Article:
In the context of modern professional football, where there have been countless initiatives to limit racist behaviour on the terraces and to preach tolerance, it’s quite bracing to spend an afternoon in the stands of FC Minyor’s Stadium of Peace, as Nikolay Stefanov’s documentary No Place for You in Our Town roughly allows us to do. Numbering not more in attendance than what you’d see at a Sunday league game in a park, their rowdy fans, in lieu of goals to celebrate, seem to be focused on outdoing one another to shout both the most racially offensive and the most catchy chant. Stefanov doesn’t stand in awe of these unpleasant subjects, but rather definitely harnesses some of their energy, the camera shaking or just holding on for dear life against their rhythmic mass.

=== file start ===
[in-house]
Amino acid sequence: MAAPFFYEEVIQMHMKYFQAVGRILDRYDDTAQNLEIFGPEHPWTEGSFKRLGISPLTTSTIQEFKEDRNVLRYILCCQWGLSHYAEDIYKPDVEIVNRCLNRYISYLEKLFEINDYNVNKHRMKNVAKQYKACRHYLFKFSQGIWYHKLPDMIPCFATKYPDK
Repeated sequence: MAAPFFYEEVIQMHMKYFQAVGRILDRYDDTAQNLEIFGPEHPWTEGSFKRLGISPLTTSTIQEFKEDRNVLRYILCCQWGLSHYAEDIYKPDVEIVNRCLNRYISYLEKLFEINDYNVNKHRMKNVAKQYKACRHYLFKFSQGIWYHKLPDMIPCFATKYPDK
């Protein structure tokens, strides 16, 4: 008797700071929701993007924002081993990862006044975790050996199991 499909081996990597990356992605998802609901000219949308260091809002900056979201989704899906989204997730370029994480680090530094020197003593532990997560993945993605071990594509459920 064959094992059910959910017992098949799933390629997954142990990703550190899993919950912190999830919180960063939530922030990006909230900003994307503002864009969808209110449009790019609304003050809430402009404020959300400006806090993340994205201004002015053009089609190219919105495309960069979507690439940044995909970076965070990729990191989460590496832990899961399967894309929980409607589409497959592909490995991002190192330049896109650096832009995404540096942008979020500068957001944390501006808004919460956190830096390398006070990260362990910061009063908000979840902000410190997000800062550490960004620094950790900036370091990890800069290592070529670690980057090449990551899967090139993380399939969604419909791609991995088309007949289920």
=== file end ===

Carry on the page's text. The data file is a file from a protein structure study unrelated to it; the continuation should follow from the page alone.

David Katz, Cineuropa
Written and directed by Nikolay Stefanov, co-written by Ralitsa Golemanova and Mariana Sabeva, follows hardcore skinhead and single father Tsetso and his gang, who are violently devoted to the success of their local third division football team. For these residents of Pernik, a slowly decaying ex-mining centre, the team has become a source of identity and a site of aggressively toxic masculinity.
– – No Place for You in Our Town explores the modern presence of fascism within a community in decline, clinging to their key source of hope and entertainment, their local football team. It shows how one man with such a toxic persona changes as he’s temporarily pulled away from that world.
Rebecca Cherry, Film Carnage